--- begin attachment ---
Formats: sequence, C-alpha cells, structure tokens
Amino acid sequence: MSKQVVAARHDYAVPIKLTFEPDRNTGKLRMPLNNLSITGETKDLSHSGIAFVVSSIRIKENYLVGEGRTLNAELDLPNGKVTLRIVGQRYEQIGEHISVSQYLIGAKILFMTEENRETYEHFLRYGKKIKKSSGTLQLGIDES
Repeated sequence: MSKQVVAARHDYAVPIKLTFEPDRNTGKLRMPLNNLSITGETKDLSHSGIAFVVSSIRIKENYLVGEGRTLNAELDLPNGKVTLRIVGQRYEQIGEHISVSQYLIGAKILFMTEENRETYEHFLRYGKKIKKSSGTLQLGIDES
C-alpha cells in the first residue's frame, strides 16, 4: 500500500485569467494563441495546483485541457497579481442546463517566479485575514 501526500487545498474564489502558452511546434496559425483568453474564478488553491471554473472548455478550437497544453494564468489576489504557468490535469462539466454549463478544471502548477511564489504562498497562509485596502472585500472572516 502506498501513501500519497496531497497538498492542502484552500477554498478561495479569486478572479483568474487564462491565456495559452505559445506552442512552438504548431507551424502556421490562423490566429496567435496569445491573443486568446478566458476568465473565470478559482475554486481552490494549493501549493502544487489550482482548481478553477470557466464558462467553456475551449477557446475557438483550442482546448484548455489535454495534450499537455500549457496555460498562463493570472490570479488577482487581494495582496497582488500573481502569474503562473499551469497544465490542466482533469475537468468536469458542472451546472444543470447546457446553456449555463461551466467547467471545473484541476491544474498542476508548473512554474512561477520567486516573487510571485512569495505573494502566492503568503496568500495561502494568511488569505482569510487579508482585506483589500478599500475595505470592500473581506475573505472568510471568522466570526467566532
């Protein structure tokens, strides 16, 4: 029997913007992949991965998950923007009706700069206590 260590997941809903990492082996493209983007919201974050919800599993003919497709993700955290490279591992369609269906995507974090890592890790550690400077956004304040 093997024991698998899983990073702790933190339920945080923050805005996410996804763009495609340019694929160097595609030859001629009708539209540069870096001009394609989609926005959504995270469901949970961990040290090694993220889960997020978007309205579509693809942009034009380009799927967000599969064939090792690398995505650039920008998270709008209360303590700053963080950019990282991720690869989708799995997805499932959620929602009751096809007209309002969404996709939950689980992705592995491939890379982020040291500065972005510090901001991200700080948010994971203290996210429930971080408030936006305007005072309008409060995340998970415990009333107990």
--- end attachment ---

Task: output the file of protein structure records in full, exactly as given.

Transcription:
Formats: sequence, C-alpha cells, structure tokens
Amino acid sequence: MSKQVVAARHDYAVPIKLTFEPDRNTGKLRMPLNNLSITGETKDLSHSGIAFVVSSIRIKENYLVGEGRTLNAELDLPNGKVTLRIVGQRYEQIGEHISVSQYLIGAKILFMTEENRETYEHFLRYGKKIKKSSGTLQLGIDES
Repeated sequence: MSKQVVAARHDYAVPIKLTFEPDRNTGKLRMPLNNLSITGETKDLSHSGIAFVVSSIRIKENYLVGEGRTLNAELDLPNGKVTLRIVGQRYEQIGEHISVSQYLIGAKILFMTEENRETYEHFLRYGKKIKKSSGTLQLGIDES
C-alpha cells in the first residue's frame, strides 16, 4: 500500500485569467494563441495546483485541457497579481442546463517566479485575514 501526500487545498474564489502558452511546434496559425483568453474564478488553491471554473472548455478550437497544453494564468489576489504557468490535469462539466454549463478544471502548477511564489504562498497562509485596502472585500472572516 502506498501513501500519497496531497497538498492542502484552500477554498478561495479569486478572479483568474487564462491565456495559452505559445506552442512552438504548431507551424502556421490562423490566429496567435496569445491573443486568446478566458476568465473565470478559482475554486481552490494549493501549493502544487489550482482548481478553477470557466464558462467553456475551449477557446475557438483550442482546448484548455489535454495534450499537455500549457496555460498562463493570472490570479488577482487581494495582496497582488500573481502569474503562473499551469497544465490542466482533469475537468468536469458542472451546472444543470447546457446553456449555463461551466467547467471545473484541476491544474498542476508548473512554474512561477520567486516573487510571485512569495505573494502566492503568503496568500495561502494568511488569505482569510487579508482585506483589500478599500475595505470592500473581506475573505472568510471568522466570526467566532
């Protein structure tokens, strides 16, 4: 029997913007992949991965998950923007009706700069206590 260590997941809903990492082996493209983007919201974050919800599993003919497709993700955290490279591992369609269906995507974090890592890790550690400077956004304040 093997024991698998899983990073702790933190339920945080923050805005996410996804763009495609340019694929160097595609030859001629009708539209540069870096001009394609989609926005959504995270469901949970961990040290090694993220889960997020978007309205579509693809942009034009380009799927967000599969064939090792690398995505650039920008998270709008209360303590700053963080950019990282991720690869989708799995997805499932959620929602009751096809007209309002969404996709939950689980992705592995491939890379982020040291500065972005510090901001991200700080948010994971203290996210429930971080408030936006305007005072309008409060995340998970415990009333107990």